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Old clothes for new utensils!

vikas.kumar's picture

As a child, I was always intrigued by women who moved in the gullies with a bundle on their head, exchanging new utensils (usually of steel or aluminium) and plastic buckets, for old clothes. This sight is very common in small towns in India & is also seen in the suburbs of big cities like Mumbai.

The trader (usually a woman) would go from door to door, and try to take as many old clothes as possible in exchange for minimum utensils. The trading is usually done with the women of the households, and both parties require a lot of patience and a skill for bargaining, to have a satisfying deal. I’ve seen an old pair of faded denims or mom’s ‘once shimmering -now dull’ sari or dad’s shrunk sweater, make way for a shiny new ‘stainless steel’ katori or (if we managed a good deal), a kadhai! This was in Bihar, where poverty would compel people to take up this ‘barter’ trade.

In metros like Mumbai, there’s a certain community, the Vaghris or Waghris that practice this profession. They are originally from Kathiawad in Gujarat and have been in this trade for decades. The kids attend primary school, and once they know how to read and write they give it all up so that they can learn the tricks of the trade and start earning very early in life.Saris fetch the maximum- Rs 30 to Rs 40, and other clothes range from Rs 10 to Rs 20. Torn clothes don’t sell. After collecting around 20-30 kg of clothes, the traders sell them to wholesale dealers on weight and exchange them for utensils that are in demand. The dealer sells these old clothes to hawkers, who wash and iron them and sell them at local weekly bazaars. Thus the cycle goes on.

Dealers in old clothes say that the used clothes market is not doing too well these days. The reasons being :

1. The price of old and used clothes has dropped so much that they no longer offer any attraction as a barter item for new utensils.

2. At times, there is an over-supply of goods. The dealers hold natural calamities responsible. A large part of clothes collected for victims enters the used clothes market. This came to notice especially after the tsunami. We would call this cheating but some of the NGOs involved in relief work say this practice was valid because there was a continuous overflow of donations and after a certain time large consignments of relief supplies had already reached the affected people. There was no other option.

I just hope the money earned by this practice is used precisely for what it was donated!

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vandana's picture
I too remember mom ocassionally trading off used clothes for the brand new shining steel utensils. However, nowadays the women are not seen any more(maybe the market conditions not being very good is the reason), However, didn't know that this is where the old clothes find themselves (although have always wondered but never really bothered to find out). Informative blog.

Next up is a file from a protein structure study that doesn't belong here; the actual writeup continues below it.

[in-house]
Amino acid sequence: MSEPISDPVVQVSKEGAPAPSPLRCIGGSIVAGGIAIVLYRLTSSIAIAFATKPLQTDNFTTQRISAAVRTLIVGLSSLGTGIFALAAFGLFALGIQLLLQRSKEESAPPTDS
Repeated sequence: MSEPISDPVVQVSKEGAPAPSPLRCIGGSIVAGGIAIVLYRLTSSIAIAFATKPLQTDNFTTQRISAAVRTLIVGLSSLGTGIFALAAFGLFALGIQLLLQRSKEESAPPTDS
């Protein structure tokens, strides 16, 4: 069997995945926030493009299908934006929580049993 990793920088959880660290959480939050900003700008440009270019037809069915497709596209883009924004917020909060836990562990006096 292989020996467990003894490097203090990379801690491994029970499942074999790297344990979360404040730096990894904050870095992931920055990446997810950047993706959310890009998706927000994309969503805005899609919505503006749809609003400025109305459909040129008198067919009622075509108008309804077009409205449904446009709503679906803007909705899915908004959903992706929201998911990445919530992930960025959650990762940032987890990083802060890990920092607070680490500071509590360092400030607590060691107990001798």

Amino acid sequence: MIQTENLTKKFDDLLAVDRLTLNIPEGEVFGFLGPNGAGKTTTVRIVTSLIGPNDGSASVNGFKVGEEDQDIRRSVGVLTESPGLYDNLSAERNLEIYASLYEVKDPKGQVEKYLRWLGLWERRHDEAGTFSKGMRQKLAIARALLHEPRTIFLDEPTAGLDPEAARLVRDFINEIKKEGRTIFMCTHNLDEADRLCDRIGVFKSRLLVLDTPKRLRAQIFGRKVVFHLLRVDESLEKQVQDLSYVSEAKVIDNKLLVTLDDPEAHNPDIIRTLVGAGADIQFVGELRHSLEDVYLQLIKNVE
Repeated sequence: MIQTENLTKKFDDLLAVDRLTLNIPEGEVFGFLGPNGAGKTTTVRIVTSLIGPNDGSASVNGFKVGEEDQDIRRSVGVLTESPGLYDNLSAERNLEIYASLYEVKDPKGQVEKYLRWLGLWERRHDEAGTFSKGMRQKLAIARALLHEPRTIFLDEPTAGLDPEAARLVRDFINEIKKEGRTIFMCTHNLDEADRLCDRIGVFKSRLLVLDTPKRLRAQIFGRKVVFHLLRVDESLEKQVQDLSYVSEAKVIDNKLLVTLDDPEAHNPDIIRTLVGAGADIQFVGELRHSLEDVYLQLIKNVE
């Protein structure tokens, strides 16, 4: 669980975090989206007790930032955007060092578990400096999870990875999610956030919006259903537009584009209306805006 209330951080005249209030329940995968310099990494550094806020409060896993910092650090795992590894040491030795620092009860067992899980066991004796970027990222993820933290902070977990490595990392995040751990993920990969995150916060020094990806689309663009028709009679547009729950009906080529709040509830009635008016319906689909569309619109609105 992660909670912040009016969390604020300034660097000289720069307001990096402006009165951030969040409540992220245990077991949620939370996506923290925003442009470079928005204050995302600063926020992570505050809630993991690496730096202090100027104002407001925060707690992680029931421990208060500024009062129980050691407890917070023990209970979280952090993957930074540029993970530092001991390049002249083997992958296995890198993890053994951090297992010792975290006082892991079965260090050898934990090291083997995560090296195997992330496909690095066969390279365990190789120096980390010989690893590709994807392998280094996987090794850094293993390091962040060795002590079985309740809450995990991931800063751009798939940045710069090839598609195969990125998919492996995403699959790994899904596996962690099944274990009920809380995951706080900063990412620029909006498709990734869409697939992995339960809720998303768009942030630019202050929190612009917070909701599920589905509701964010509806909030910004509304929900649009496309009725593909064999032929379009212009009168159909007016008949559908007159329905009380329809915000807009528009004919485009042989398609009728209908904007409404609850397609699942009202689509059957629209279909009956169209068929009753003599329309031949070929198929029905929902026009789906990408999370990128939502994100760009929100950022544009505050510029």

vikas.kumar's picture
Another barter trade that I personally loved was what we kids did with the guy who came around everyday, selling 'moongphali'. He'd readily gave us 'moongphali' and 'chana jor garam' in exchange for any metal piece. We'd actually be on the look out, even on roads, for the tiniest of scraps lying around, and put it to good use when the guy would make his rounds in the evening.
dipti.bapat's picture
hi vikas, i am a phd scholar at the university of hyderabad and i am working with this particular community practicing the trade of second hand clothing. i remember reading your blog in 2009 and getting interested in the topic. my research is unfolding very interestingly to look into the labor conditions of these women, the novelty of their trade and their amazing community networks. i loved your precise write up and it would be interesting to share a talk with you regarding my work. glad to contribute to their visibility! regards
shantihhh's picture
Very interesting blog! I was watching a show (Oprah) about so many middle class Americans are becoming homeless as they have lost their jobs and as a result loose their homes. It is so sad to see the bank hired crews come in and clean out the homes. They literally toss the clothes, TV, children's toys and bikes, as well as kitchen items in dumpsters. This is taken to land fills as garbage! So sad andf so wrong that thousans of dollars of items are tossed into the garbage/land fills. Tent "cities" are appearing all over America much like the slums of third world countries. In fact Lisa Ling the reporter on this story stated that the tent city in Sacramento, the state capital of California and her home town reminded her of the refugee camps in Afghanistan. It breaks your heart to see so many children homeless. They are growing up fast leaving their childhood at such tender ages. People walking 3 miles to fill up a plastic soda bottle with drinking water here in the wealthiest state in the US. In fact if California was a separate country it would be the 5th richest country in the world! Shanti/Mary-Anne
Anonymous's picture
I myself had bargained with those traders. After the best deal mom I would be happy. you know onething. some utensils will last even for two decades. whiles some dont even last for few months. If we are smart we win
Old Clothes For New Utensils!